Technology

You cheated not only the game, but you became a meme

Sega logoImage copyright Getty Images
Image caption Sega has become well-known in recent years for its use of humour on social media

Nobody expects to see themselves trending online.

But when one person waded into a debate about difficulty in video games, his somewhat hyperbolic tweet united both sides of the argument.

His words have been re-posted thousands of times on Twitter alone, spawning spoofs and parodies created by everyone from regular gamers to Sega of America.

And all of this came from a response to a gaming journalist who admitted he had cheated to beat a video game.

It all started with FromSoftware’s 2019 game Sekiro: Shadows Die Twice, which has such a steep difficulty curve that PC Gamer’s James Davenport admitted he used cheats to finish the game.

This fact did not sit right with Crunch, a Twitter user who probably had his tongue planted somewhat in his cheek when he told Mr Davenport in no uncertain terms what he thought of his accomplishment.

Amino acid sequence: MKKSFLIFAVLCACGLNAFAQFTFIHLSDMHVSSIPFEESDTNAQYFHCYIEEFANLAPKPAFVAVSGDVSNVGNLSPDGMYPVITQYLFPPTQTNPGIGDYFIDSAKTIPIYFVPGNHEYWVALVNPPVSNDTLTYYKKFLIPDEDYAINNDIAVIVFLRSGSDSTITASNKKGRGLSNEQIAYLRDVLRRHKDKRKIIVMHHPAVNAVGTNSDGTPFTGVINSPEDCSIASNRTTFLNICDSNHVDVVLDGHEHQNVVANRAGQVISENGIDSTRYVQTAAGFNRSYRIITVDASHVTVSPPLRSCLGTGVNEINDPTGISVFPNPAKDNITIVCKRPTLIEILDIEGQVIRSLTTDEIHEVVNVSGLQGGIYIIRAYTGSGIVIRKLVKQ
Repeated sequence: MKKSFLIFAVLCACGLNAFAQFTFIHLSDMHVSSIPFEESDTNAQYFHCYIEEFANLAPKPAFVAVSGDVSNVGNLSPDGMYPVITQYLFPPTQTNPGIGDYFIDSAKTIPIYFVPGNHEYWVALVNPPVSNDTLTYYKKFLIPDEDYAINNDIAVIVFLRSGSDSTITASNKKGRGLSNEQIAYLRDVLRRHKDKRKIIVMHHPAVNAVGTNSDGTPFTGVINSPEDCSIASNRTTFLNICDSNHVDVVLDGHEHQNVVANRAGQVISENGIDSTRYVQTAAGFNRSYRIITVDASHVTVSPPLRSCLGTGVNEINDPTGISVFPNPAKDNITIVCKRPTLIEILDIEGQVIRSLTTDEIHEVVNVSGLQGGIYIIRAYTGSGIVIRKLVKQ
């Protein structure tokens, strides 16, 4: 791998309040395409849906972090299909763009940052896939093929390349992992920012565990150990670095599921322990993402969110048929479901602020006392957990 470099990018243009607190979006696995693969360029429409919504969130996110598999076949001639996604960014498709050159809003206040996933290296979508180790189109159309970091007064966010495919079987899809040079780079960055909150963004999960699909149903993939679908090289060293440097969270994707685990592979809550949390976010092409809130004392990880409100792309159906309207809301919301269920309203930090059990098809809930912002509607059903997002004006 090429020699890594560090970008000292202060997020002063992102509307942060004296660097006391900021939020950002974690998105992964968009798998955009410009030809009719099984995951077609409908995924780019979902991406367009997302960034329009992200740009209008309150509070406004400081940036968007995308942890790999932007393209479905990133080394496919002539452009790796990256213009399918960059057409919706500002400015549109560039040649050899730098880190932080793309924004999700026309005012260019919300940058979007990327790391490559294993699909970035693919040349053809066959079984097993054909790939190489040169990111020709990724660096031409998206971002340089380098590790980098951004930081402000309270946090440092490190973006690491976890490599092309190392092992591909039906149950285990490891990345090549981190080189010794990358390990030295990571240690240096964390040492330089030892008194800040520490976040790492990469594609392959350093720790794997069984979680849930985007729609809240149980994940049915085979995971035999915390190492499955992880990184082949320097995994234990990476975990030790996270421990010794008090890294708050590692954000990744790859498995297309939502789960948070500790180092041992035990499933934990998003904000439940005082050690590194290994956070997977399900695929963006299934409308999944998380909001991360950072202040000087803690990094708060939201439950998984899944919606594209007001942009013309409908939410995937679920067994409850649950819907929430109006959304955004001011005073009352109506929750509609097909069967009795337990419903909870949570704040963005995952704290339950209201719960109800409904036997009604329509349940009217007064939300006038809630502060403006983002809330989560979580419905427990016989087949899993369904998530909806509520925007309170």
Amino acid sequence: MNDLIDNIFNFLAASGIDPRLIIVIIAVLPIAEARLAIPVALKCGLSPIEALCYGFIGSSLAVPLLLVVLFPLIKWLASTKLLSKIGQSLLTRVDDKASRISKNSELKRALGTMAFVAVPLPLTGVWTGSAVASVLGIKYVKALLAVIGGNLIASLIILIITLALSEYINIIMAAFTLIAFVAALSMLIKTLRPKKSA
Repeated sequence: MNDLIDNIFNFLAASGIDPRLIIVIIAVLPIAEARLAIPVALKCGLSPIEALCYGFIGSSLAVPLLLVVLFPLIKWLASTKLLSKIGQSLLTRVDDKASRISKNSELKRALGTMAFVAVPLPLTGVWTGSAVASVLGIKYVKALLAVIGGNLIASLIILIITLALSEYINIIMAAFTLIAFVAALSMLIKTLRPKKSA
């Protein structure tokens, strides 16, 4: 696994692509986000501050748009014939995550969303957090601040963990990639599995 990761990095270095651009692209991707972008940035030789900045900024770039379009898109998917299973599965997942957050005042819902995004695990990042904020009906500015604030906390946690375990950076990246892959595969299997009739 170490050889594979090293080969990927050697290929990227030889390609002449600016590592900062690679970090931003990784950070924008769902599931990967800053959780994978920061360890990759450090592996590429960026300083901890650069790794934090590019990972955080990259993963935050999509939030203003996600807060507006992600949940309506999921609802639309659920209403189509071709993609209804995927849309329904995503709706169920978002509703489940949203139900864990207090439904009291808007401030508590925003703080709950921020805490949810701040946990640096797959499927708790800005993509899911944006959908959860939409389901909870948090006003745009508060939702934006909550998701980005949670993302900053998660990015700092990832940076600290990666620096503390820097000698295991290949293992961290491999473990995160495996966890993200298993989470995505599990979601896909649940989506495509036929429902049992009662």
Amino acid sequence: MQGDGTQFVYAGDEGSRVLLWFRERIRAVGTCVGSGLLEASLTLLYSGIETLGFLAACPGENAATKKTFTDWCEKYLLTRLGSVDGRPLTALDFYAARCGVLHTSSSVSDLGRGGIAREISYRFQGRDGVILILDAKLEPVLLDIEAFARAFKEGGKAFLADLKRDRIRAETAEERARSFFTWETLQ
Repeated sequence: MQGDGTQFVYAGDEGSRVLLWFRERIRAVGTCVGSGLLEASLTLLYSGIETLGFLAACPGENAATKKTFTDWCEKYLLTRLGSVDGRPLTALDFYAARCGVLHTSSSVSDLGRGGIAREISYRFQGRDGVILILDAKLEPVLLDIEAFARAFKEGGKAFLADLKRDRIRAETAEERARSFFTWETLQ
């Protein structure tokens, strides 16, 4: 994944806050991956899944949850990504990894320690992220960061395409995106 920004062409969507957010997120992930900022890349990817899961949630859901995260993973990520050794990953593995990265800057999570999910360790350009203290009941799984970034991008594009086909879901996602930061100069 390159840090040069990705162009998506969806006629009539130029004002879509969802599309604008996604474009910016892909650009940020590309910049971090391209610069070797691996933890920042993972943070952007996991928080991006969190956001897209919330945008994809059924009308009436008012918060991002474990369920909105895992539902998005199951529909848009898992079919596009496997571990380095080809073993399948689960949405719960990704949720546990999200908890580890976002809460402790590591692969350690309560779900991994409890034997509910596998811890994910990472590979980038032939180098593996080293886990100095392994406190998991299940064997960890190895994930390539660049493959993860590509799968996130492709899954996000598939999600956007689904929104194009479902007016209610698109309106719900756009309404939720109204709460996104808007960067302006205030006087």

Image copyright Twitter
Image caption The original tweet that started it all – with a slightly sweary username blurred out.

Over the next few days, the words reappeared in popular posts as gamers poked fun at the hyperbolic statement, using it to call out well-known cheats in popular games such as Persona 5, Crash Bandicoot and Super Mario 64.

It was soon labelled the latest “copypasta” – a term to mean a block of text that is “copied and pasted” frequently online.

The meme developed further, with technically skilled gamers modifying some of their favourite games to include the text within them, including clever edits of Animal Crossing and Link’s Awakening.

And one video featuring a literal shortcut in Super Mario 64 was viewed more than 1.65 million times.

https://www.bbc.co.uk/news/technology-47900904

Leave a Reply

Your email address will not be published. Required fields are marked *